The New Geography of Jobs by Enrico Moretti
What will the future economy look like, and what factors will dictate that future? The central question raised in Enrico Moretti’s 2013 book, The New Geography of Jobs, is the future economy. Moretti is an economist from Cal-Berkley, and he has made his living looking at non-traditional patterns of economic development to find the hidden reasons for growth and change. While this book has aged a little, the book’s premise seems to be even more critical as we emerge from the COVID-19 global pandemic.
The premise of Moretti’s book is there is a more sociological case to be made as to why regional economies thrive or suffer than one might think. The common meta-thought is that more traditional efforts at economic stimulus are why economies rise or fall. Take, for instance, tax incentives for cities. Lawmakers have long used tax incentives to lure businesses to relocate, start up, or expand, and the reasoning makes sense. If I have to pay 12% in corporate taxes to locate my business in City A or a 5% tax to locate my business in City B, I would likely locate in City B. After all, that can save $70,000 in assets for every million in revenue. In addition, it makes for great headlines. These kinds of incentives, including ideas such as capital infrastructure improvements, rent-free real estate, and salary enhancements for workers, are all part of a traditional goodie bag to lure business and seem to never fall out of favor.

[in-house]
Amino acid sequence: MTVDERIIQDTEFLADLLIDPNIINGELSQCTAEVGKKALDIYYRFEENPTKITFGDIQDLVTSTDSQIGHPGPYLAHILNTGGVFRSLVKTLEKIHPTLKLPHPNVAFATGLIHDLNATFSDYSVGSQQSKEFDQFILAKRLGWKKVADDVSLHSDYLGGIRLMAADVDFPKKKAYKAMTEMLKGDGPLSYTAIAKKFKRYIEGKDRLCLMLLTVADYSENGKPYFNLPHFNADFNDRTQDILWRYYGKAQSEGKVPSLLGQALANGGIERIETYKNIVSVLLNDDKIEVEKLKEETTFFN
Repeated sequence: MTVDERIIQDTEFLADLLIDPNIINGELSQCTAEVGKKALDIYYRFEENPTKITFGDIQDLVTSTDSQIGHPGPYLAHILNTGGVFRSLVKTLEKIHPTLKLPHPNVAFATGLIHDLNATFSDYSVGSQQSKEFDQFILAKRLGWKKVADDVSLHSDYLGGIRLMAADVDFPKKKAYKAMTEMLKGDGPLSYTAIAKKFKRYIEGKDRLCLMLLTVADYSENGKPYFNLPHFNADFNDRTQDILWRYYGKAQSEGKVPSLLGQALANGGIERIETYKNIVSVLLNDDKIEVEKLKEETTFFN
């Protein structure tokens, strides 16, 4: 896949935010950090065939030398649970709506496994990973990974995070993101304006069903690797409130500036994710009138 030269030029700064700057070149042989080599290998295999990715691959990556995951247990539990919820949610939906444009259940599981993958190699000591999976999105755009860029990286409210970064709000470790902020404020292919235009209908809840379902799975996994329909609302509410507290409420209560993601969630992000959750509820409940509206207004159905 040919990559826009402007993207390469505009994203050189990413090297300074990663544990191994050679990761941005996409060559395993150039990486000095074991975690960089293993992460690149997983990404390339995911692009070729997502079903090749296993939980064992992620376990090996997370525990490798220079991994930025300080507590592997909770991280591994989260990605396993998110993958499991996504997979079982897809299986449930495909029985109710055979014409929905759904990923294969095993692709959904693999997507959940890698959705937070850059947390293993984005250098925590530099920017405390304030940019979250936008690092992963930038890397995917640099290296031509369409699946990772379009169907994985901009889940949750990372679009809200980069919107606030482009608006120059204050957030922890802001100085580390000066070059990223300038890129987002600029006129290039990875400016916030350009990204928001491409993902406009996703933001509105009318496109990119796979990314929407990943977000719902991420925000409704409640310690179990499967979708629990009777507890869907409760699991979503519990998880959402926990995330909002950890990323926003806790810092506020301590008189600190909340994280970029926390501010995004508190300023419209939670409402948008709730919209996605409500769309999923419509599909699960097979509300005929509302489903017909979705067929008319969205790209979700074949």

But what if there was more to it than that? Moretti believes there is and his analysis of over 300 Metropolitan Areas in the United States makes the case that the economic solution is much more complicated than that. After all, if tax incentives and a friendly corporate climate are the solutions, then cities like San Francisco, Seattle, Boston, New York, and Denver should be struggling to gain footing in this tax-sheltered world. But guess what? These cities continue to lead the pack in terms of innovation, per capita earnings, and as home to a disproportionate number of Fortune 500 companies. So what gives? The cities mentioned above are the most regulated, highly taxed, and expensive to start and maintain a business.